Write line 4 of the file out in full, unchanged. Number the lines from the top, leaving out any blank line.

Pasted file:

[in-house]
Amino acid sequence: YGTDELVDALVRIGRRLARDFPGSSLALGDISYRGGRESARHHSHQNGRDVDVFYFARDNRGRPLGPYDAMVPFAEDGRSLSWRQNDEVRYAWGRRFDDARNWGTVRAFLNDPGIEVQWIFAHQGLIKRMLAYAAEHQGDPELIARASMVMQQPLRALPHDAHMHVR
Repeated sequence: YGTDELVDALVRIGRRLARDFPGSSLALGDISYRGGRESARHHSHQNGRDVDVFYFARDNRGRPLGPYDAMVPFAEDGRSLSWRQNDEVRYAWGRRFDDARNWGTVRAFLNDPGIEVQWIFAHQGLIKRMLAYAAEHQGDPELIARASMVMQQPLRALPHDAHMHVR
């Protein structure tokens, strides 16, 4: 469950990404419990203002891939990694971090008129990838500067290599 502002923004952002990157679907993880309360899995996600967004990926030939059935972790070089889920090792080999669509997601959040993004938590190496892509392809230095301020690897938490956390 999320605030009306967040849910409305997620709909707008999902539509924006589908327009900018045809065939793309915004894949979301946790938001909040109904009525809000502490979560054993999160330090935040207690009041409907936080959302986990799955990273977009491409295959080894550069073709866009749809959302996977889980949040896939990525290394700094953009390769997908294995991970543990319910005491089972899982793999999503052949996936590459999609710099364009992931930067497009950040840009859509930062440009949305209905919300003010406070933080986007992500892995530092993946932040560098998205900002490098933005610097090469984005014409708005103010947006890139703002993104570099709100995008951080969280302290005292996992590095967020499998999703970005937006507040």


């Protein structure tokens, strides 16, 4: 469950990404419990203002891939990694971090008129990838500067290599 502002923004952002990157679907993880309360899995996600967004990926030939059935972790070089889920090792080999669509997601959040993004938590190496892509392809230095301020690897938490956390 999320605030009306967040849910409305997620709909707008999902539509924006589908327009900018045809065939793309915004894949979301946790938001909040109904009525809000502490979560054993999160330090935040207690009041409907936080959302986990799955990273977009491409295959080894550069073709866009749809959302996977889980949040896939990525290394700094953009390769997908294995991970543990319910005491089972899982793999999503052949996936590459999609710099364009992931930067497009950040840009859509930062440009949305209905919300003010406070933080986007992500892995530092993946932040560098998205900002490098933005610097090469984005014409708005103010947006890139703002993104570099709100995008951080969280302290005292996992590095967020499998999703970005937006507040």